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Samsung sparked sexism storm at Galaxy S4 show
"Tone-deaf and shockingly sexist," former CNET executive editor Molly Wood described Samsung's launch of its flagship Galaxy S4 smartphone in March. It was by all accounts an hour-long parade of stereotypes and awkward references that felt like the Korean giant was surreptitiously slapping us all gently on the backside while telling us not to "worry our pretty little heads" about the whole thing.
Somewhere in there, a phone was announced. It was hard to spot, truthfully. Critics and supporters alike panned the event, and Samsung was forced to issue an apology. Twice, in fact. Because only days later, the phone maker's South African subsidiary paraded scantly-clad women on stage under the notion that's what half the world's population (and Samsung's demographic audience) are interested in seeing.
Image via CNET
MySpace relaunch aimed to start afresh... by deleting everything
Once the darling child of the modern Internet, Myspace began tumbling down from the popularity pedestal under the News Corp. days. Things looked up in late 2012 when the site relaunched for what seemed to be the bajillionth time in an effort to catch up with the better-established social networks that overtook the social pioneer during its heyday.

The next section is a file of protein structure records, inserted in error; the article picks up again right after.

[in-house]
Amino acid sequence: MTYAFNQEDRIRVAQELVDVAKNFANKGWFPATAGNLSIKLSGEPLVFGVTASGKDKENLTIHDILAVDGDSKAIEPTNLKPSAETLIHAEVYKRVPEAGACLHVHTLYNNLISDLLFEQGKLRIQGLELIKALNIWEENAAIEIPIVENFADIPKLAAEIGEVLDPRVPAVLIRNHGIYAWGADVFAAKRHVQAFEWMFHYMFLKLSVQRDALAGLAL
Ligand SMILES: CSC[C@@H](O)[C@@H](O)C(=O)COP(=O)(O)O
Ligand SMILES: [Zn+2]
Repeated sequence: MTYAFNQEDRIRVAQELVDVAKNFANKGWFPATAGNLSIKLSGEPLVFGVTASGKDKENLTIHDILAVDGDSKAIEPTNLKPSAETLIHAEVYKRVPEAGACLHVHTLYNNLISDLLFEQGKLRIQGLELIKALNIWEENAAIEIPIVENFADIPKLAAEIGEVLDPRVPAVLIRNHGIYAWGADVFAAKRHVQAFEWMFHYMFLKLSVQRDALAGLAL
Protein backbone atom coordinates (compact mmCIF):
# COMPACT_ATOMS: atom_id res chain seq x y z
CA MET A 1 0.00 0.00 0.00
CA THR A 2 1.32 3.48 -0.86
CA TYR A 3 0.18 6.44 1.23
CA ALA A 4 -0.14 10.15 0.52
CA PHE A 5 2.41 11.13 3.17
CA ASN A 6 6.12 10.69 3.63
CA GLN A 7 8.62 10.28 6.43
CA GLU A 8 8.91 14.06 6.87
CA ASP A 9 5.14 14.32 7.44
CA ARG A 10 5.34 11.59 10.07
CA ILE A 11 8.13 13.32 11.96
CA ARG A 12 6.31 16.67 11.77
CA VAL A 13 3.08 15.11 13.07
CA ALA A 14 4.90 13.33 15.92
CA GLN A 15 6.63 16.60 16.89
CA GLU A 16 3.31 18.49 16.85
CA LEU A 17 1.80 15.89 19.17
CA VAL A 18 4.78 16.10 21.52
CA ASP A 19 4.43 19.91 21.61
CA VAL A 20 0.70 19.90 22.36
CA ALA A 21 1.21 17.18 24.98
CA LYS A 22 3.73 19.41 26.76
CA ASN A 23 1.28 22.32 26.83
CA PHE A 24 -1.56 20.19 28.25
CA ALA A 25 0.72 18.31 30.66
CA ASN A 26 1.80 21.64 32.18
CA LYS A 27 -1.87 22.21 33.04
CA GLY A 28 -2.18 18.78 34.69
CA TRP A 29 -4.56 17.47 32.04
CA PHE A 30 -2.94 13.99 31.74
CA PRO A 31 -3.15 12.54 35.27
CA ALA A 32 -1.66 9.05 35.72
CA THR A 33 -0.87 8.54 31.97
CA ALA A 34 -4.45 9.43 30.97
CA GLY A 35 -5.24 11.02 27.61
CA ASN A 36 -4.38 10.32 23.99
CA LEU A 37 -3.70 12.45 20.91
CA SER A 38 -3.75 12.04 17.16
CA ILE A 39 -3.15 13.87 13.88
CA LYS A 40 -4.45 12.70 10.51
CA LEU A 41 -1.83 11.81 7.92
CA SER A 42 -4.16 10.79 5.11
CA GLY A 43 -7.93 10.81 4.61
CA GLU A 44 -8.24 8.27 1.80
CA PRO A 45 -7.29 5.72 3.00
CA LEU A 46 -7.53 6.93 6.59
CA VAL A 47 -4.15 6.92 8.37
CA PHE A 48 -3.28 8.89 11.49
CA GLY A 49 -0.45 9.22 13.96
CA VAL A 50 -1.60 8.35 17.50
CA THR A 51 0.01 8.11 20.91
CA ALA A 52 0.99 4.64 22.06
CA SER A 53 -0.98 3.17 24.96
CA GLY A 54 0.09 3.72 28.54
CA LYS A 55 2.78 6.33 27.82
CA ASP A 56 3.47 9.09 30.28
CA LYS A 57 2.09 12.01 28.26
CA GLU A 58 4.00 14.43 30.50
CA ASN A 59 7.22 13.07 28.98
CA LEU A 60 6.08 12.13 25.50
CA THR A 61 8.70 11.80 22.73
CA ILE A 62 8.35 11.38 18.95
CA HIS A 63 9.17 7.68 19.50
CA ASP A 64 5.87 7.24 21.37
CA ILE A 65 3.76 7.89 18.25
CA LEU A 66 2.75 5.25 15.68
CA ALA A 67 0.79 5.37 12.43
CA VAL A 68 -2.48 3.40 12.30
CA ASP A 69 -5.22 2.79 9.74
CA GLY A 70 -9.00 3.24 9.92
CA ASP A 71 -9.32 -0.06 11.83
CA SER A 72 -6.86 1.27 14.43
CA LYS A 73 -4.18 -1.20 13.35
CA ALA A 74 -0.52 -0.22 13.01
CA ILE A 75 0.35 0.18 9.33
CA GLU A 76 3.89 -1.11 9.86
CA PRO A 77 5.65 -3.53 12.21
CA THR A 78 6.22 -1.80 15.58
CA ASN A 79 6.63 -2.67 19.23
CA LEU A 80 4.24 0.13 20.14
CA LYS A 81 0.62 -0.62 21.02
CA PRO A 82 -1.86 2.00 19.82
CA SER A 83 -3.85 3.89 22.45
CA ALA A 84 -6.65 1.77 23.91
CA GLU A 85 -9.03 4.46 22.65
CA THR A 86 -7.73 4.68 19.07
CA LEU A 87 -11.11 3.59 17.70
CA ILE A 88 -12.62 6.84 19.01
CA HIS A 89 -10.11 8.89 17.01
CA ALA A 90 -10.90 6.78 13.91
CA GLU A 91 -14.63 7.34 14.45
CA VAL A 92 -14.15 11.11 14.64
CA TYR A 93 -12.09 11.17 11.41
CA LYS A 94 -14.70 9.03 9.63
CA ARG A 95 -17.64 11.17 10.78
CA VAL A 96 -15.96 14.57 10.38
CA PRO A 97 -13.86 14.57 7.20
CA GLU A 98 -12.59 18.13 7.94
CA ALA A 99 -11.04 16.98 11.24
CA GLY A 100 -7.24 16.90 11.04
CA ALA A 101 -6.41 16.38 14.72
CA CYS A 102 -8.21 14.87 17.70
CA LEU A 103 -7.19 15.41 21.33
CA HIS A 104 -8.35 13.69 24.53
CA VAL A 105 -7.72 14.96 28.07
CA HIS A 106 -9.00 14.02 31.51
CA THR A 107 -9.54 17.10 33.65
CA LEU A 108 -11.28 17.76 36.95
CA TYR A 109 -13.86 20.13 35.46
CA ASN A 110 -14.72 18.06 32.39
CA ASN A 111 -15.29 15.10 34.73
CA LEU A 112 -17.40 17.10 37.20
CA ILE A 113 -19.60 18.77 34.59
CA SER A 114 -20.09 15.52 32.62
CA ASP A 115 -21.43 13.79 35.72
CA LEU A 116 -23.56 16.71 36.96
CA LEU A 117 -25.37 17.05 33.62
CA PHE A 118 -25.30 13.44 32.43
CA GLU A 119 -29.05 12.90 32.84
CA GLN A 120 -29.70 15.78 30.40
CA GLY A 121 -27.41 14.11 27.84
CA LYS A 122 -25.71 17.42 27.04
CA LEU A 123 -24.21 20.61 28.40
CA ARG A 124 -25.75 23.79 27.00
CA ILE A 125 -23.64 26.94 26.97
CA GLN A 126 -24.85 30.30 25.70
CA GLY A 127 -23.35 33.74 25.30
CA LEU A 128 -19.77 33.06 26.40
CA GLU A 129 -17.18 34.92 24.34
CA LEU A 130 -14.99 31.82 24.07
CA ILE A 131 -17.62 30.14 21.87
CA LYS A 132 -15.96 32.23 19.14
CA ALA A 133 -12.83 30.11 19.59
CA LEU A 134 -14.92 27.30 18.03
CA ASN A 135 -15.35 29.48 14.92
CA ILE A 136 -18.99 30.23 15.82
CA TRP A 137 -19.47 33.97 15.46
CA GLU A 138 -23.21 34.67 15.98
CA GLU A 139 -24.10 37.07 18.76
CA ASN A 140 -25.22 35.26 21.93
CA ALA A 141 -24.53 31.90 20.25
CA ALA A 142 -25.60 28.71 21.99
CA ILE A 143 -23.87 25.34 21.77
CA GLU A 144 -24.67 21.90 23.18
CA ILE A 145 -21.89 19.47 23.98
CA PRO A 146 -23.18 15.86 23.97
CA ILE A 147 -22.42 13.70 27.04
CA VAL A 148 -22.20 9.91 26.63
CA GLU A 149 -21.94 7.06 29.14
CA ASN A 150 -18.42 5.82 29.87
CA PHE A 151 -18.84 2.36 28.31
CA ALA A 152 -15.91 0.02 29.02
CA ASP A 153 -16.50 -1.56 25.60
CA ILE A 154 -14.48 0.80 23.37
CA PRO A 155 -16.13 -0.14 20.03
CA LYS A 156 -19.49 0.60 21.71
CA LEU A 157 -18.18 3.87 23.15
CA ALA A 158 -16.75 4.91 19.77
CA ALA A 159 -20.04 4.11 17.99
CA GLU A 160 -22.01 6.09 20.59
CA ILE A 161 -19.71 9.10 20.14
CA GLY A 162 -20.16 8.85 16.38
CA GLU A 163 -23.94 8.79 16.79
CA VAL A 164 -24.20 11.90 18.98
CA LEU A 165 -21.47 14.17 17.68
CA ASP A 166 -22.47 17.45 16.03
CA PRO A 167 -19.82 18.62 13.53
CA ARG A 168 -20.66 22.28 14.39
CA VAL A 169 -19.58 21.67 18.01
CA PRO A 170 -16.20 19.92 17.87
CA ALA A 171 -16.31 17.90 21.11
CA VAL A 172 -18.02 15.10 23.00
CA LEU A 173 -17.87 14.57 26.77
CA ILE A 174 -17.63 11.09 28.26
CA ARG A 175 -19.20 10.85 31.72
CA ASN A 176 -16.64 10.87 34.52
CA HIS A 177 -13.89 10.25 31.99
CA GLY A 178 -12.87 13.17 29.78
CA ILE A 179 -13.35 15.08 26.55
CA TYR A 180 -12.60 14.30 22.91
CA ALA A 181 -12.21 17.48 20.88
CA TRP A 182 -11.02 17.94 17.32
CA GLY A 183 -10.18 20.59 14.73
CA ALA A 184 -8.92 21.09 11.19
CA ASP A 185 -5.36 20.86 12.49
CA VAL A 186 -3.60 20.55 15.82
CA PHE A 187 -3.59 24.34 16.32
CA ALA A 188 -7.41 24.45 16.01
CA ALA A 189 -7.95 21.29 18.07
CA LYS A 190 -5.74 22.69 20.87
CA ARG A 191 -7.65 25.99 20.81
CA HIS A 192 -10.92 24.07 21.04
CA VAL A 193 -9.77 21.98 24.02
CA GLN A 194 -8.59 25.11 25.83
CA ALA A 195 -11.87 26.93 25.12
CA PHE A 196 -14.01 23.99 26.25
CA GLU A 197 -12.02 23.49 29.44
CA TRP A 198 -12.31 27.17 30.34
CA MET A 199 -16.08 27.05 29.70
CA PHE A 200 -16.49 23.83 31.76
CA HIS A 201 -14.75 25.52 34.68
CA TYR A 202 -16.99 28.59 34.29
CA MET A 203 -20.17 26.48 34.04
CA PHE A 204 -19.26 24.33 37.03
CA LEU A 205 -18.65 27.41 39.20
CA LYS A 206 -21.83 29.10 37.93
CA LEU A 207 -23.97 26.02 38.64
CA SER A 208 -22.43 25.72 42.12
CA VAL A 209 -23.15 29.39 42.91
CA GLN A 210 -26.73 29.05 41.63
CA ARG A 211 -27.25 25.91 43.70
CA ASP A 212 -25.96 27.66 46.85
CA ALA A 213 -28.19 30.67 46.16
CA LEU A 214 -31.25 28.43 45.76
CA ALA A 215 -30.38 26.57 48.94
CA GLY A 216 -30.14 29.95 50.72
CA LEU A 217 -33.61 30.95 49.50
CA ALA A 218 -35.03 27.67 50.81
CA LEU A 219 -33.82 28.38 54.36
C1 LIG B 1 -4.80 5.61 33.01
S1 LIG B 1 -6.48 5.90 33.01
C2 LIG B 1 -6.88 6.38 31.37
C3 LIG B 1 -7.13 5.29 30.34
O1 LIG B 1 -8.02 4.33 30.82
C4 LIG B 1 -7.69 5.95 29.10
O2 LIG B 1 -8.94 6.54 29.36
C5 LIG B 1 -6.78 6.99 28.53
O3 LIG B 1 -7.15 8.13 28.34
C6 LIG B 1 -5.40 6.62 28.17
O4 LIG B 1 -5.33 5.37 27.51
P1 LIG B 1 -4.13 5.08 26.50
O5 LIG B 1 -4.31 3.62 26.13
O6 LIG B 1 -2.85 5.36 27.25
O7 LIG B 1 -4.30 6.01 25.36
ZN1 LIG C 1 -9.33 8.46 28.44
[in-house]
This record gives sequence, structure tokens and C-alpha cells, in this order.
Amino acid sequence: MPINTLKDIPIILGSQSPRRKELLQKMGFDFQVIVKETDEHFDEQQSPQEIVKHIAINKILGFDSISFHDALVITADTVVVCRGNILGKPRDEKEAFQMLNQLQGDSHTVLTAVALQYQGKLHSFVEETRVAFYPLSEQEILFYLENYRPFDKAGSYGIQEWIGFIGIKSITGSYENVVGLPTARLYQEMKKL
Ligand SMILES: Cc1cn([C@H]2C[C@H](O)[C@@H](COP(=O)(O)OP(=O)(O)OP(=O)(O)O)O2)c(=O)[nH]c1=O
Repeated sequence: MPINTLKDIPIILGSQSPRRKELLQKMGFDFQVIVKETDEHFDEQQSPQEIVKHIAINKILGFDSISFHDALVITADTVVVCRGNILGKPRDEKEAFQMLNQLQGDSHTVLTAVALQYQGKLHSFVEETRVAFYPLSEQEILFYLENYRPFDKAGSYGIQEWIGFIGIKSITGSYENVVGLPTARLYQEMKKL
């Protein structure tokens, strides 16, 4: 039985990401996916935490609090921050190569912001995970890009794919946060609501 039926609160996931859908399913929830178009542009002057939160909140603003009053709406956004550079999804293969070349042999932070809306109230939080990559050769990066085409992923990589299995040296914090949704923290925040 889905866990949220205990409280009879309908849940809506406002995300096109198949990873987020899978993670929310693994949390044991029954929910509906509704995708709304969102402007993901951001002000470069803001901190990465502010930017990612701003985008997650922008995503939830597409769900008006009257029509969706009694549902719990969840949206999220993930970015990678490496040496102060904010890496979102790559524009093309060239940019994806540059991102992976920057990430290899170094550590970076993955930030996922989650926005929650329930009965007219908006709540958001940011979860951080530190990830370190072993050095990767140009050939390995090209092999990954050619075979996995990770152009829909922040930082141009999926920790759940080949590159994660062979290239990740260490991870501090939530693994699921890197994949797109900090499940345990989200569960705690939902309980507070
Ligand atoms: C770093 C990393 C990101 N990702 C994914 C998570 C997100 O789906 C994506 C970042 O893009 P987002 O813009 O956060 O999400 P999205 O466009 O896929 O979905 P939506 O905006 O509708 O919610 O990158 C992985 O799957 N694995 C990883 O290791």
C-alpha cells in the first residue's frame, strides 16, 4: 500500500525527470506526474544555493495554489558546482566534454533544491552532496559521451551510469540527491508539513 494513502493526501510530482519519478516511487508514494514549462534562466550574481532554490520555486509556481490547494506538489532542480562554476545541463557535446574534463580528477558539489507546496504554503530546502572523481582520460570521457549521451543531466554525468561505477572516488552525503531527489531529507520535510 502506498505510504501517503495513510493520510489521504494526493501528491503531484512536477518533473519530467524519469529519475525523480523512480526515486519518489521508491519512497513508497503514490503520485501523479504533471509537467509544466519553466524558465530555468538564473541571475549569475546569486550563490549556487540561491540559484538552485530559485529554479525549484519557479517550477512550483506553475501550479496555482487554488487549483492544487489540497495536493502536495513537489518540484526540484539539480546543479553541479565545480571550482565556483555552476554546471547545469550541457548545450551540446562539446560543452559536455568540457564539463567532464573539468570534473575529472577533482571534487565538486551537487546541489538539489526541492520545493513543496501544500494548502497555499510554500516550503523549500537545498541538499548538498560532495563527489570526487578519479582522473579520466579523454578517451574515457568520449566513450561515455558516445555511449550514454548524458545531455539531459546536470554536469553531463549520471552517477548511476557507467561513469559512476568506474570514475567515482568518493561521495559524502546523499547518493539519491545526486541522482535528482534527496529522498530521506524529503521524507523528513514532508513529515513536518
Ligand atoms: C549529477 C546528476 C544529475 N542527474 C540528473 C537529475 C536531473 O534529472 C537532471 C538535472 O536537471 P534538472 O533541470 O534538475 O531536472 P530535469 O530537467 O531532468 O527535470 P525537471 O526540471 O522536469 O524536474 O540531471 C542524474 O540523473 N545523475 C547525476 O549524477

Once the "beta" phase began to wane, the company saw most of its troubles as the site relaunched once again in June with a splashy new design that put musicians and artists at the forefront of the new service. Except, the decisions to shut down the games platform, and to delete almost every shred of existing content from 'classic' Myspace without consultation led to thousands of furious users. It even led to threats of legal action to get, in some cases, years worth of posts back.
Facebook Home had promise, but nobody wanted to move in
Countless rumors over the course of more than two years pointed to Facebook eventually building its own phone. Despite the social networking giant's insistence that it won't, the lid was lifted on what it had been working on: Facebook on a phone, a dedicated phone. So it was a Facebook phone (sort of).
Launching with the HTC First, Facebook Home was a part-loader, part-skin that was the company's big push into the mobile world. But it flopped, badly. Home barely took off, and HTC's flagship social phone barely resonated with buyers. Following AT&T's decision to drop the price from $99 to 99 cents, it was written off as an unmitigated disaster. One of the core reasons to the lack of interest was that users could already get Facebook on their phone, and didn't have to fork out close-to one hundred big-ones for it.